Scattered flooding as storms drench the Southeast
BIRMINGHAM, Ala. – Severe thunderstorms punching across the Southeast on Monday forced rescue crews in small boats and military trucks to rescue people trapped in an Alabama mobile home park and in cars flooded by a swollen creek.
The storms began spreading from Mississippi overnight into Alabama and Georgia. The system triggered scattered flash floods in the region, downing trees, causing power outages and snarling rush hour commutes.
South of Birmingham, police and firefighters used trucks and boats to reach at least a dozen people trapped in the mobile home park and in cars when they were surprised by flash flooding. Firefighters in life jackets waded through water rising nearly to their chests as they carried out the rescues. The muddy, fast-moving water was still rising at midmorning. Cars had water about window-high at an apartment complex and other low-lying areas in the suburb of Homewood.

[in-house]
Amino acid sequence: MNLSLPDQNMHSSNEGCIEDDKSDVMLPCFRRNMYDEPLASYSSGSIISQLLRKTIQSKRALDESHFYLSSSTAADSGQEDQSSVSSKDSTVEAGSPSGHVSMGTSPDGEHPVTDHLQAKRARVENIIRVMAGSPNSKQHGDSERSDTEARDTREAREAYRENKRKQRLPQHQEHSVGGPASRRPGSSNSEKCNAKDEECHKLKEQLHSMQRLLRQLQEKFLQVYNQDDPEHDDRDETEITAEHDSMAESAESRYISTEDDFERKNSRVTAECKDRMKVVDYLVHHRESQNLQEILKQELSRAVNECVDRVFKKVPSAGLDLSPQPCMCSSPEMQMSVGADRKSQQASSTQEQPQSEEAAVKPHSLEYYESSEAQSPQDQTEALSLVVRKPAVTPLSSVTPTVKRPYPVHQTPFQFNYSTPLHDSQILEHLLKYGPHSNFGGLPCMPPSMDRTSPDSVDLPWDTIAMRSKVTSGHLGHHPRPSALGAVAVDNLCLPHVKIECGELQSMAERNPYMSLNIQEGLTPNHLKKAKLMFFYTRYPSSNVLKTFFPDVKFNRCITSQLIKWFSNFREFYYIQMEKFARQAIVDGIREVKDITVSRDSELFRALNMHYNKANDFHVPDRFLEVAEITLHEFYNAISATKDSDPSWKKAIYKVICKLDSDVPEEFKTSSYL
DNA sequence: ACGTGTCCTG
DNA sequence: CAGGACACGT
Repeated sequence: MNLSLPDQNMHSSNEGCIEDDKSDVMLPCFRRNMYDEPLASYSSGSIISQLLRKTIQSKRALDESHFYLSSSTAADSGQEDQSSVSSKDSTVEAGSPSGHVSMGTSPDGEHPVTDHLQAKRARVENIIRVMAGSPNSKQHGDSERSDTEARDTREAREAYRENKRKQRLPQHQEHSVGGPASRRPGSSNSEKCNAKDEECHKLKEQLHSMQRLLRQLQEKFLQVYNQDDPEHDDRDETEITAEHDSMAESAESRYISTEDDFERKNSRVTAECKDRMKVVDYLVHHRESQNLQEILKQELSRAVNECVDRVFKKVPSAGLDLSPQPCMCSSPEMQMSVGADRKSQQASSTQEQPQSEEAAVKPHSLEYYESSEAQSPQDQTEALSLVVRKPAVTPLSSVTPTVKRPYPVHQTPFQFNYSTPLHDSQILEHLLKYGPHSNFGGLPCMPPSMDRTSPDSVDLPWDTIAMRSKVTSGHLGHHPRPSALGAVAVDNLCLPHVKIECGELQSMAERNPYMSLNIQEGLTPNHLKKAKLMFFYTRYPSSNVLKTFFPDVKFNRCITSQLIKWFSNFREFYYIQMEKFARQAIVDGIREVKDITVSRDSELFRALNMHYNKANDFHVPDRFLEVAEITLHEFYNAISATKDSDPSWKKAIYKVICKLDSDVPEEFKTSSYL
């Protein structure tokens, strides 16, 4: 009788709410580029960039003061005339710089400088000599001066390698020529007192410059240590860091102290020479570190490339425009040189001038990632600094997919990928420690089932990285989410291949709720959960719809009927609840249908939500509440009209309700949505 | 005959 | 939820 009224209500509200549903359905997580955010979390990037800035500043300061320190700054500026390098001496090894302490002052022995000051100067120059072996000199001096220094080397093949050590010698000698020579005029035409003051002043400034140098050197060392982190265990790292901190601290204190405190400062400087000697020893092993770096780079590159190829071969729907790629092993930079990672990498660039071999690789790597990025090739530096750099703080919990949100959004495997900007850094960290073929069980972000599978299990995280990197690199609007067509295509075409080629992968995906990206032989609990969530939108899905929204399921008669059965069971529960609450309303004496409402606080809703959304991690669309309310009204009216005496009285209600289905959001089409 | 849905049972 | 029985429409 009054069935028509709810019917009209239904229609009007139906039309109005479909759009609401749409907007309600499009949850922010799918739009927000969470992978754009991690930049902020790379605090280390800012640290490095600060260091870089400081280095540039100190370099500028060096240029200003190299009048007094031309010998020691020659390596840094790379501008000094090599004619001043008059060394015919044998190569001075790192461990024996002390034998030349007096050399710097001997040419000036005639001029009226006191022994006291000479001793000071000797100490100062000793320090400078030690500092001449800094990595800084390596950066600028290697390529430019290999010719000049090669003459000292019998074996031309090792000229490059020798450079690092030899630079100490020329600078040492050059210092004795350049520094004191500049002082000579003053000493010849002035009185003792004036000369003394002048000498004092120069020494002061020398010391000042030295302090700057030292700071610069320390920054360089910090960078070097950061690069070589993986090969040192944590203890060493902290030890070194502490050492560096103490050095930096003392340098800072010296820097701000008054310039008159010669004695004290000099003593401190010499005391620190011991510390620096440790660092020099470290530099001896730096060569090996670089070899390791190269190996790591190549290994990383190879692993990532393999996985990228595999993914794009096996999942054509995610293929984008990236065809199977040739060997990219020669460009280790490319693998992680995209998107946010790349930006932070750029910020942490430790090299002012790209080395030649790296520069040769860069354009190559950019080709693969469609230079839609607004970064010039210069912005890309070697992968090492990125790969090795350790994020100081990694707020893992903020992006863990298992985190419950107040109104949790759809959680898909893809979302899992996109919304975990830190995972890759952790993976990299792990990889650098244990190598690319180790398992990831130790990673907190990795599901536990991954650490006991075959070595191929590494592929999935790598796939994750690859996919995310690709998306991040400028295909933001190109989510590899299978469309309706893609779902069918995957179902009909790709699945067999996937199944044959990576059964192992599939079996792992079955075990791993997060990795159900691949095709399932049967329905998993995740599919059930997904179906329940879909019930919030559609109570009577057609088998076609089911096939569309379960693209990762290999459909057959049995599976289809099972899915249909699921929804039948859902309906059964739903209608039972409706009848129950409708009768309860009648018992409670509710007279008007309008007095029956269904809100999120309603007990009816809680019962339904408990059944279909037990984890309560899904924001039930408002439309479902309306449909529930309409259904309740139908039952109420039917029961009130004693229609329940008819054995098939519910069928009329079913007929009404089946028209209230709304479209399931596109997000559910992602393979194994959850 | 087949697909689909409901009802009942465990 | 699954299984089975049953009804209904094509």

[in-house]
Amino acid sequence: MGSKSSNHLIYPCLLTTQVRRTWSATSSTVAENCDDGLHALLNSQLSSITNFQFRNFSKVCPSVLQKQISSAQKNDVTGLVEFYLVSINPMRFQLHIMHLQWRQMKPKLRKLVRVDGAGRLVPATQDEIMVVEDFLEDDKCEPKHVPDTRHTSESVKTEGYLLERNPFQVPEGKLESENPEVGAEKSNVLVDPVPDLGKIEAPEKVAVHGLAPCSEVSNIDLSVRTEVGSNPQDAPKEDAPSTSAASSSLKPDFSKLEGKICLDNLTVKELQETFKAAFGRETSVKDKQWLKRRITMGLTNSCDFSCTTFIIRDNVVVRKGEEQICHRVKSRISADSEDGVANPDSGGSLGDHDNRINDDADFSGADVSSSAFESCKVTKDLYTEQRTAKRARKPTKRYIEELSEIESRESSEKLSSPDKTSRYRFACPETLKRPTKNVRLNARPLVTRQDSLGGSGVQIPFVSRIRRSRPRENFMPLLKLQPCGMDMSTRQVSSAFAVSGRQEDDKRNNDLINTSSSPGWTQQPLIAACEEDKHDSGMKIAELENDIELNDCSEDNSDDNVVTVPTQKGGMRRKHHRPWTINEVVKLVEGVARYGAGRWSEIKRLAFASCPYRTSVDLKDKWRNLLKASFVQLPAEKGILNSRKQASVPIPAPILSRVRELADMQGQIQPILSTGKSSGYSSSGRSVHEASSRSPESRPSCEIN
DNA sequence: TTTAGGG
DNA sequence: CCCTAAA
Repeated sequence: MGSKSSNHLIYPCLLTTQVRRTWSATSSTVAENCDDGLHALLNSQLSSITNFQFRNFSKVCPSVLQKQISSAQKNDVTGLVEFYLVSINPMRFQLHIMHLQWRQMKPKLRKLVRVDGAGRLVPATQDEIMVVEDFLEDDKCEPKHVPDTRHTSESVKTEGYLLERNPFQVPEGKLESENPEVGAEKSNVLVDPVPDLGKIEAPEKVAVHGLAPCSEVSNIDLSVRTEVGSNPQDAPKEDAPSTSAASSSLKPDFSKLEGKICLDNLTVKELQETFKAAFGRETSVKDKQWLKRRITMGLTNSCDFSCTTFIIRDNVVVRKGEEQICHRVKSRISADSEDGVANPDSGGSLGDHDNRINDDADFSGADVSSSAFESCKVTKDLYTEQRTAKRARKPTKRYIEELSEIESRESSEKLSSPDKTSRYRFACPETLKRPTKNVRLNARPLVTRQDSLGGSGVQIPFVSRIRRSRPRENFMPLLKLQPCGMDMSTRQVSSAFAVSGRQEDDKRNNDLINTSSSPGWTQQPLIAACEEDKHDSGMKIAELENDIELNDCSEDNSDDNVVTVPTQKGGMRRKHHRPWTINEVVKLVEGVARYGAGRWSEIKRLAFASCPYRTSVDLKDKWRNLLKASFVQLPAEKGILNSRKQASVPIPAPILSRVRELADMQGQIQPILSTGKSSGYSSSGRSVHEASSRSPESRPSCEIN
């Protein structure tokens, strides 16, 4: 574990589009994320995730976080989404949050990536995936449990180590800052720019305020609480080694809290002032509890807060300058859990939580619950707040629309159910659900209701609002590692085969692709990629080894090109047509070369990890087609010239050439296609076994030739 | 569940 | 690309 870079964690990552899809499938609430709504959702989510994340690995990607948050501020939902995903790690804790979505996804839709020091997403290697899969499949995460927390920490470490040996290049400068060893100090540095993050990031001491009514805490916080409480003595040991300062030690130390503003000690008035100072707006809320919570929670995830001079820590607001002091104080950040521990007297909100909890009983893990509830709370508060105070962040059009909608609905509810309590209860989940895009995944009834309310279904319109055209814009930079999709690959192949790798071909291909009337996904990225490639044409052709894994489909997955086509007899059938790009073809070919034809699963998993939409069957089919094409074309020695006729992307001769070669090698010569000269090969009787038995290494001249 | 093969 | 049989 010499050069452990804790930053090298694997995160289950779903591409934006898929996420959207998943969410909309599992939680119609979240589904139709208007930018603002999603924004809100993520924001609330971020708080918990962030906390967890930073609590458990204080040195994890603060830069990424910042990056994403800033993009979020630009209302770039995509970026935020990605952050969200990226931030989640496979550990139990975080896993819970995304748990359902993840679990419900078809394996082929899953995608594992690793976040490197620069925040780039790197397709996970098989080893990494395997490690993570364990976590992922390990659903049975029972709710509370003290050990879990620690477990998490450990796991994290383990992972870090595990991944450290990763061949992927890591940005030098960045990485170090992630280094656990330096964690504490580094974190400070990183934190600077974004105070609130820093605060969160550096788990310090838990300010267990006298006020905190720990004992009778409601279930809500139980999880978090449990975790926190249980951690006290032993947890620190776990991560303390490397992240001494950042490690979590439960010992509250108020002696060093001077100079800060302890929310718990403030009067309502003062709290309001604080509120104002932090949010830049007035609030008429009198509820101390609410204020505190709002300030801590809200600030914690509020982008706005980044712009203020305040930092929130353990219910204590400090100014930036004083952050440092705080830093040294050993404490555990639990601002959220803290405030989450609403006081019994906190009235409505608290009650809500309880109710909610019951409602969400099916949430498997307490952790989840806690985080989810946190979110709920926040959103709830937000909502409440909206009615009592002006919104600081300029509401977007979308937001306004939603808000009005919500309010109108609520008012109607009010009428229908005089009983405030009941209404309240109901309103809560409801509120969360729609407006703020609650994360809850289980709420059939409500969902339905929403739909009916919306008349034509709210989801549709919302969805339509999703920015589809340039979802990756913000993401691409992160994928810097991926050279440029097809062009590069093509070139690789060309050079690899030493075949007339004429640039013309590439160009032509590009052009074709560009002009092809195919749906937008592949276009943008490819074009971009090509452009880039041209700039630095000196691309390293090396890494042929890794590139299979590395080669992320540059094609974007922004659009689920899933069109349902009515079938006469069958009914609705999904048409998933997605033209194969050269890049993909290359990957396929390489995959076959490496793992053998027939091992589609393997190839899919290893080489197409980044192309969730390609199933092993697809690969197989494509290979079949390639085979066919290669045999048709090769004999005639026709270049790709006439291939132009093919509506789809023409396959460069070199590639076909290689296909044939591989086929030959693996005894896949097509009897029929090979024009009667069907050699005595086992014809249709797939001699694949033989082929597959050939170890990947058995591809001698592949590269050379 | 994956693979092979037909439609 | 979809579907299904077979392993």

Some roads in Birmingham became impassable, and schools delayed opening in many areas due to the heavy rains.
Alabama Power Co., the state's largest electric utility, reported 11,000 homes and businesses without power, with 6,200 in the Birmingham area. Many schools in central Alabama delayed their openings Monday due to heavy rains.
In Mississippi, TV stations reported that a 9-year-old girl was missing and feared swept away after flash floods in Yazoo City, with a search on for her in the Delta region northwest of Jackson. Search crews backed by volunteers were looking for her in drainage ditches and other areas where water remained, police Maj. Tilmon Clifton told broadcaster WLBT-TV.
Also in Mississippi, the Emergency Management Agency said a possible tornado damaged homes in Covington County, where seven minor injuries were reported. Wind damage also was reported elsewhere.
In metro Atlanta, heavy rains slowed traffic and some traffic lights were knocked out. The rains prompted flood warnings in several counties until Monday afternoon. Rain was expected to continue for much of the day.
Regionwide, the National Weather Service issued flash flood warnings, tornado warnings and severe thunderstorm warnings for several areas overnight and again later Monday.